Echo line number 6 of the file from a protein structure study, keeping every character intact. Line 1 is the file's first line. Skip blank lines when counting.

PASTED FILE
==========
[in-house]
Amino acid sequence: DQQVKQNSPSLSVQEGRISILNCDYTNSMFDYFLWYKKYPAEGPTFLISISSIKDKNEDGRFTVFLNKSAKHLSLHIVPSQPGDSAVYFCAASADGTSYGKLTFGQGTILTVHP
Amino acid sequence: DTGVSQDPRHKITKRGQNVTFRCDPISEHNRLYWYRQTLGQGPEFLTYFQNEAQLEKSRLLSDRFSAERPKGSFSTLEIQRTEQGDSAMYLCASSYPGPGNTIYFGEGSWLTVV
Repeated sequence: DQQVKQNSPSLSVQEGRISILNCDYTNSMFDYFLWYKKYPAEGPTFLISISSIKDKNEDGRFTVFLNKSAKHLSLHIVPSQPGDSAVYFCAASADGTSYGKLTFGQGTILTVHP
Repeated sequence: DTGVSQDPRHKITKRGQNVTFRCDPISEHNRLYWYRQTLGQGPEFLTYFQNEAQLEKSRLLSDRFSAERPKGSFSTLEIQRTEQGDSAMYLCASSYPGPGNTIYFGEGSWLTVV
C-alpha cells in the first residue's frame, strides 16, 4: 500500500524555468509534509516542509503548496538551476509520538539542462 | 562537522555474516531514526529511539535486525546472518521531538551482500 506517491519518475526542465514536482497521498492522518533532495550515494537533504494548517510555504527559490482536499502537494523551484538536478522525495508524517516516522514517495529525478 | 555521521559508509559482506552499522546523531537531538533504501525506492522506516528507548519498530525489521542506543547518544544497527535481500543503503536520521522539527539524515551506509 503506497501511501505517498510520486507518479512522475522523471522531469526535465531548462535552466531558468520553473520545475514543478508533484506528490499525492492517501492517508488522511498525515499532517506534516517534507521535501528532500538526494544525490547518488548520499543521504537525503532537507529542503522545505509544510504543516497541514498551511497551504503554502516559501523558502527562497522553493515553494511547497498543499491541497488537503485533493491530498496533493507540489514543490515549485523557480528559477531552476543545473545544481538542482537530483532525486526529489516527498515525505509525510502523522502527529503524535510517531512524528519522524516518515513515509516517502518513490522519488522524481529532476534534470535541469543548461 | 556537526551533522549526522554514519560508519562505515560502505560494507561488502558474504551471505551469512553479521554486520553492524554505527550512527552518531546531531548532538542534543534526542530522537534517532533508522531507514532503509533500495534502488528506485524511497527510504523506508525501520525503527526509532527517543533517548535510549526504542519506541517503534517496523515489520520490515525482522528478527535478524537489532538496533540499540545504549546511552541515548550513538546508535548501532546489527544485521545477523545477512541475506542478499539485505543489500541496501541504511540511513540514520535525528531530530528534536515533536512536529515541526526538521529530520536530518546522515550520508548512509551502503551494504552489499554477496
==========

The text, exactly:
C-alpha cells in the first residue's frame, strides 16, 4: 500500500524555468509534509516542509503548496538551476509520538539542462 | 562537522555474516531514526529511539535486525546472518521531538551482500 506517491519518475526542465514536482497521498492522518533532495550515494537533504494548517510555504527559490482536499502537494523551484538536478522525495508524517516516522514517495529525478 | 555521521559508509559482506552499522546523531537531538533504501525506492522506516528507548519498530525489521542506543547518544544497527535481500543503503536520521522539527539524515551506509 503506497501511501505517498510520486507518479512522475522523471522531469526535465531548462535552466531558468520553473520545475514543478508533484506528490499525492492517501492517508488522511498525515499532517506534516517534507521535501528532500538526494544525490547518488548520499543521504537525503532537507529542503522545505509544510504543516497541514498551511497551504503554502516559501523558502527562497522553493515553494511547497498543499491541497488537503485533493491530498496533493507540489514543490515549485523557480528559477531552476543545473545544481538542482537530483532525486526529489516527498515525505509525510502523522502527529503524535510517531512524528519522524516518515513515509516517502518513490522519488522524481529532476534534470535541469543548461 | 556537526551533522549526522554514519560508519562505515560502505560494507561488502558474504551471505551469512553479521554486520553492524554505527550512527552518531546531531548532538542534543534526542530522537534517532533508522531507514532503509533500495534502488528506485524511497527510504523506508525501520525503527526509532527517543533517548535510549526504542519506541517503534517496523515489520520490515525482522528478527535478524537489532538496533540499540545504549546511552541515548550513538546508535548501532546489527544485521545477523545477512541475506542478499539485505543489500541496501541504511540511513540514520535525528531530530528534536515533536512536529515541526526538521529530520536530518546522515550520508548512509551502503551494504552489499554477496